By - Ilá Coimbra* and James Taylor**
When we decided to write Raise Up!, we had a simple aim in mind: to create a mainstream English language coursebook that included a more accurate representation of the world we live in. Our experience as language teachers and teacher educators has showed us that although there has been some progress towards including a wider range of people in coursebooks, this progress has been slow and it is seen mostly in local materials. This means that there is still a lot to do worldwide in order to make classroom materials more inclusive and more representative, and this was why we started to write Raise Up!
The groups that we identified as being the more underrepresented, if represented at all, in mainstream materials are
Some of these groups can be found in coursebooks, but they are usually seen as stereotypes. Older citizens, for example, are normally depicted as fragile citizens whose lives and happiness depend on taking care of their grandchildren, whereas disabled people are mostly portrayed as fighters that have succeeded in life despite their condition. Non-conventional body types are rarely seen positively, and the LGBTQIA+ community is noticeably completely absent. Also, non-hegemonic countries and cultures are more often than not seen through the eyes of tourists or explorers, rarely having their own voices expressed. What is clear is that there is massive room for improvement.
Key principles that informed Raise Up! As we said before, the aim of the book is to promote the idea that coursebook representation is important and must continue to improve. Our focus is not on critiquing what has come before us, nor are we stating that this is the only way to write inclusive materials. We do acknowledge progress has been made and that there are some books that bring a more accurate representation of society to the ELT classroom.
Having said that, we do believe that considerable progress needs to be made. The key principles that have informed the writing of this book are:
Diversity is an advantage for all learners.
Having a more accurate view of society in the classroom facilitates both the opportunity to be exposed to other cultures and identities, and opportunities to express their own. This means that if our students are part of the minorities included, not only will they be able to express their identity, but also feel they belong to the English speaking world. This sense of belonging is what Norton (1997) called ownership of language, which is strongly connected to motivation and identification with the target language and culture.
On the other hand, if our students are not part of any minorities, being in touch with these groups means that they will develop empathy, tolerance and acceptance, learning to live with differences.
Coursebooks have authority.
Both students and teachers, especially novice ones, rely on coursebooks as the embodiment of the English speaking world and English language. Therefore, the world presented in course is powerful, as well as the language they teach. Language has power, and as language teachers we should never forget that.
There is no neutral position.
The approach we took in the lessons is a more subtle approach, as opposed to bringing up controversial issues. Generally, the lessons are not about the people represented, but including them. As an example, the lesson that includes refugees is not about the conditions they live in or even what public policies should be adopted to include them, but it is a lesson about texting and this happens to have refugees using text messages. When the excluded are normalized, they become part of the mainstream.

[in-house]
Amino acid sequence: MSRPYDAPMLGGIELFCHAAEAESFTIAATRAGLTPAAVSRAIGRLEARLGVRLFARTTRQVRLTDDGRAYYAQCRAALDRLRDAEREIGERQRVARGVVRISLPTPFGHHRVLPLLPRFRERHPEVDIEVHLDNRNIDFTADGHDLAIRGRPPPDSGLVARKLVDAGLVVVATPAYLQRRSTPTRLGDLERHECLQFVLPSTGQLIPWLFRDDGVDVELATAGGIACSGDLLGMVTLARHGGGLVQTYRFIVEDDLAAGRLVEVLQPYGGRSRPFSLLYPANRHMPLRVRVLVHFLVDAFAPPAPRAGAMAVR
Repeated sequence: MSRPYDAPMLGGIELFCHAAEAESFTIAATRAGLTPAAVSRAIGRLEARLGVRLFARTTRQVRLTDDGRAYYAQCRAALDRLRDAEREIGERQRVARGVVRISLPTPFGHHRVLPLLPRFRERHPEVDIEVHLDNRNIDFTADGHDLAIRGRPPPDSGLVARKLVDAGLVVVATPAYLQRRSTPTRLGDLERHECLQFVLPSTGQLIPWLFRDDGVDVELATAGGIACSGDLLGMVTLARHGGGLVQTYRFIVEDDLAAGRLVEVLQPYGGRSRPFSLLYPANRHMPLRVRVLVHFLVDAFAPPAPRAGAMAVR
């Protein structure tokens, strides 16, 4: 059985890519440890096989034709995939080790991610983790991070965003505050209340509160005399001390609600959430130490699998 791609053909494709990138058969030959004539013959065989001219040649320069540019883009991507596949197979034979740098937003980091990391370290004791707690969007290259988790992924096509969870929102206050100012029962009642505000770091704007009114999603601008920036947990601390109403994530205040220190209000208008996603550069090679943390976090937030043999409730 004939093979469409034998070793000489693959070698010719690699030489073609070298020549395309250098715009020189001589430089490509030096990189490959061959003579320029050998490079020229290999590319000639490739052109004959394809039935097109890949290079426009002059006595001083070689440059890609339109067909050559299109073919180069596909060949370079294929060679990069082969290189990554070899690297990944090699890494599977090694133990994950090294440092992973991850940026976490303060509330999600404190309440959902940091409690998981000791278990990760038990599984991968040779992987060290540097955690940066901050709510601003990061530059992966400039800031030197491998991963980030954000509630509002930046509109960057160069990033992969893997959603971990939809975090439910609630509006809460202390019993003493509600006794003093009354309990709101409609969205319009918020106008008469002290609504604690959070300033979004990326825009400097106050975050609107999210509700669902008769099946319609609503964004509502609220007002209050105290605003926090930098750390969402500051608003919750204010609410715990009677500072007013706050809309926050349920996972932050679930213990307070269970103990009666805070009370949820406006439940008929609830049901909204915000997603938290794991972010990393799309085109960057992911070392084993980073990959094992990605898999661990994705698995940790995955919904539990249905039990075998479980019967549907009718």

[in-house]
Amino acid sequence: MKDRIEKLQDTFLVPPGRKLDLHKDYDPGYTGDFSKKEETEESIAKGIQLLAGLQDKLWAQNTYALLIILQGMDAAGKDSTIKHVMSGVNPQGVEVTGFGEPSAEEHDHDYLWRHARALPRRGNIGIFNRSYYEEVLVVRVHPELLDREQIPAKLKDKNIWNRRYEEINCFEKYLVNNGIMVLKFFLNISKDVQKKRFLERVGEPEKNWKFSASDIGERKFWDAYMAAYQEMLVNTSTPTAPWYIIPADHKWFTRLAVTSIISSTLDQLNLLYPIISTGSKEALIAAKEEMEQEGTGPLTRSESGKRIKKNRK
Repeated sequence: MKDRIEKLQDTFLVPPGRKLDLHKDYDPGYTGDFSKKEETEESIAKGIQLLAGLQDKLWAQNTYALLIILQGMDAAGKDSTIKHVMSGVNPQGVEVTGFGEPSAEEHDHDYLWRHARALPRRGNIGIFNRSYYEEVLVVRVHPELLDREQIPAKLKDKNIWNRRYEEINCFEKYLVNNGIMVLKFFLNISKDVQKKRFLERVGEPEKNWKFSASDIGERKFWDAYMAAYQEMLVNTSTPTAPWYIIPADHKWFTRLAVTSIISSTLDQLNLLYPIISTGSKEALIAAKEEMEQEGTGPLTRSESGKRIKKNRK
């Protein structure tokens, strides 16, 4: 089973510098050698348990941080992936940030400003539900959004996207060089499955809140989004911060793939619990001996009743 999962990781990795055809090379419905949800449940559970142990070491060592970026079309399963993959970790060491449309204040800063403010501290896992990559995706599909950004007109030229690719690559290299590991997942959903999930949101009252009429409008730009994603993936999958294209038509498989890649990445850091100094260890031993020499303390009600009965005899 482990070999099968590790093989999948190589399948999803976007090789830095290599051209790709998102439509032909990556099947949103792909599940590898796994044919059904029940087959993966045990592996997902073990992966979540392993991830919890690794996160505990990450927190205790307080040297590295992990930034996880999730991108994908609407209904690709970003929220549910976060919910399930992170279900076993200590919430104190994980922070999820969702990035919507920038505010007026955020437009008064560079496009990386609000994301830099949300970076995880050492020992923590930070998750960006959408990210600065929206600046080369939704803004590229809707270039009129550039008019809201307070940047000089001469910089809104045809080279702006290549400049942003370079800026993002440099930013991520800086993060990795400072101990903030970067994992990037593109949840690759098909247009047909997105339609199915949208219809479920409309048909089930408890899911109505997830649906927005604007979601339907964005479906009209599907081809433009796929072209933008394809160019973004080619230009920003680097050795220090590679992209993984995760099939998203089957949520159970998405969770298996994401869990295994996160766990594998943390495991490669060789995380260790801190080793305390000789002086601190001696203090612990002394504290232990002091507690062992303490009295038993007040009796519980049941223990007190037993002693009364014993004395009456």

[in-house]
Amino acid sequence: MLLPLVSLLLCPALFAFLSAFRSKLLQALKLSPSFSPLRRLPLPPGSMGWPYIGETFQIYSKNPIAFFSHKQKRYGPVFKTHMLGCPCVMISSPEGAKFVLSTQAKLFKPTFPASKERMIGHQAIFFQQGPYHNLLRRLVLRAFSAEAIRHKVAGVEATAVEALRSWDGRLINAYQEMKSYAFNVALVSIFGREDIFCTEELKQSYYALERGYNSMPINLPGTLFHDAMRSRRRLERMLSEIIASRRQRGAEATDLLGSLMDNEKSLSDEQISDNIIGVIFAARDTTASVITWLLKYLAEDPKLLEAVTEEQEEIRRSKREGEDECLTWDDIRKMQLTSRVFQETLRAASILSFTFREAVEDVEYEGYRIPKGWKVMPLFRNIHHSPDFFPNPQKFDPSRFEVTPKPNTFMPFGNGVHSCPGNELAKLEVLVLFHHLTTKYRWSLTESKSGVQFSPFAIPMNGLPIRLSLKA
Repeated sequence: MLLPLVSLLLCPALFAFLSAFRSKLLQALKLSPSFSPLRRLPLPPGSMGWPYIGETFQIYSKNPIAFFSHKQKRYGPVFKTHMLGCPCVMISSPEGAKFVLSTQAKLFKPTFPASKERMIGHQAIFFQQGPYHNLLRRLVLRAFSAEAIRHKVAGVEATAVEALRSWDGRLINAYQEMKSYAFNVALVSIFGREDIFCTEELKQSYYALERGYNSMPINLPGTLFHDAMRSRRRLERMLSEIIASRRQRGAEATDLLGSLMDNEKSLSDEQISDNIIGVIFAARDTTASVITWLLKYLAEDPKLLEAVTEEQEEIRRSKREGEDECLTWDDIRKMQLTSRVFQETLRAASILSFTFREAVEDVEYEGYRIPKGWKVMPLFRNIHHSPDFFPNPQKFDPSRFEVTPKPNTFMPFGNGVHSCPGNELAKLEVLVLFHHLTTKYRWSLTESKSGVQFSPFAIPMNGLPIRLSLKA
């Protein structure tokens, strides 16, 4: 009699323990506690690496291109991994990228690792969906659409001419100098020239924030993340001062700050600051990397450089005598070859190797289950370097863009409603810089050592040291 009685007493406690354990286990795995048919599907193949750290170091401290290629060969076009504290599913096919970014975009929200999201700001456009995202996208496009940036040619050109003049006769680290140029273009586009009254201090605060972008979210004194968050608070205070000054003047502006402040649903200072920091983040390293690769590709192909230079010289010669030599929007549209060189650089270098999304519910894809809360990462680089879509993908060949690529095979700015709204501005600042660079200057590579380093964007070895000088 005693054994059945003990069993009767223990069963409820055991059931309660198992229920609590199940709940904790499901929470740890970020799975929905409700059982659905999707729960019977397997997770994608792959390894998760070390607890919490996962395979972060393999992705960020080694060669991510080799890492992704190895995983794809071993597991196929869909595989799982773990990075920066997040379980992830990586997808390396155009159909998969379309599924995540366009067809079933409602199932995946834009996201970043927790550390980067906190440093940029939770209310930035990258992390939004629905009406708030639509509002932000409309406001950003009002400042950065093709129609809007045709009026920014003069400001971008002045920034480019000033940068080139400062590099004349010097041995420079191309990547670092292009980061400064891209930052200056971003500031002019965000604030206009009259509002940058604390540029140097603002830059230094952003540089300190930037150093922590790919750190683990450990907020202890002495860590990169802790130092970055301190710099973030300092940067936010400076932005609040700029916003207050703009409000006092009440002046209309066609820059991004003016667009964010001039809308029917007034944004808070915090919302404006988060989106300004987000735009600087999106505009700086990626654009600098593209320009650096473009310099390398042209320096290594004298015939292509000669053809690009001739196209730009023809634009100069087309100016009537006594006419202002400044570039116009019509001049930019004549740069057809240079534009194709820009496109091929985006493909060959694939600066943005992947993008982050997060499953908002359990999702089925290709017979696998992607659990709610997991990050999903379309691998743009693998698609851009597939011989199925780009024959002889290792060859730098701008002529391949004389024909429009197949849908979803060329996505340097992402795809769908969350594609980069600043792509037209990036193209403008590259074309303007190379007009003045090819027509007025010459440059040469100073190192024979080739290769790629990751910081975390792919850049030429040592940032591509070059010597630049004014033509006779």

How the Raise Up! works
Raise Up! is an e-book that can be bought at https://taylormadeenglish.com/raiseup/. The lessons have been created for a variety of levels and are suitable for teens and adults. They are not designed to be used concurrently, rather as individual lessons chosen by the teacher for their class.
Buy Raise Up! and contribute to an important cause
All the money we make with this book will be donated to Casa 1. Casa 1 is a shelter for young members of the LGBTQI+ community that were kicked out of their homes because of their sexual orientation or gender identity. There are many projects inside Casa 1, such as English to Trans-form, which offers free English lessons to Casa 1 dwellers, as well as to the black community and women in situations of social vulnerability. Among the courses offered to this community are dancing, sewing, hairdressing and makeup, self defense, and music lessons.
More information about this project in Brazil can be found at:
Norton, B. (1997) Identity and the Ownership of English. The TESOL Encyclopedia of English Language Teaching, (1-6), (2018).
Freire, P. “Introductory reflections” in Pedagogy of Freedom: Ethics, Democracy, and Civic Courage. Rowman & Littlefield Publishers, Inc., 1996
* Ilá has been an English teacher since 2001 and a teacher trainer since 2011, especially preparing students and teachers for language exams. Ilá holds DELTA Module 2, CELTA and CPE certificates and has been attending and presenting at local, national and international conferences since 2014. She is also one of the founding members of BRAZ-TESOL Voices SIG, an special interest group that focuses on equality in ELT.
** James is a DELTA qualified EFL teacher, teacher trainer, materials writer and podcast producer based in Brasília, Brazil. He has taught English to adults and teenagers in Brazil, South Korea, Belgium and Costa Rica since 2007. In August 2018, he self-published his first ebook, entitled “How Was Your Weekend?”. He produces the ELTON nominated TEFL Commute podcast.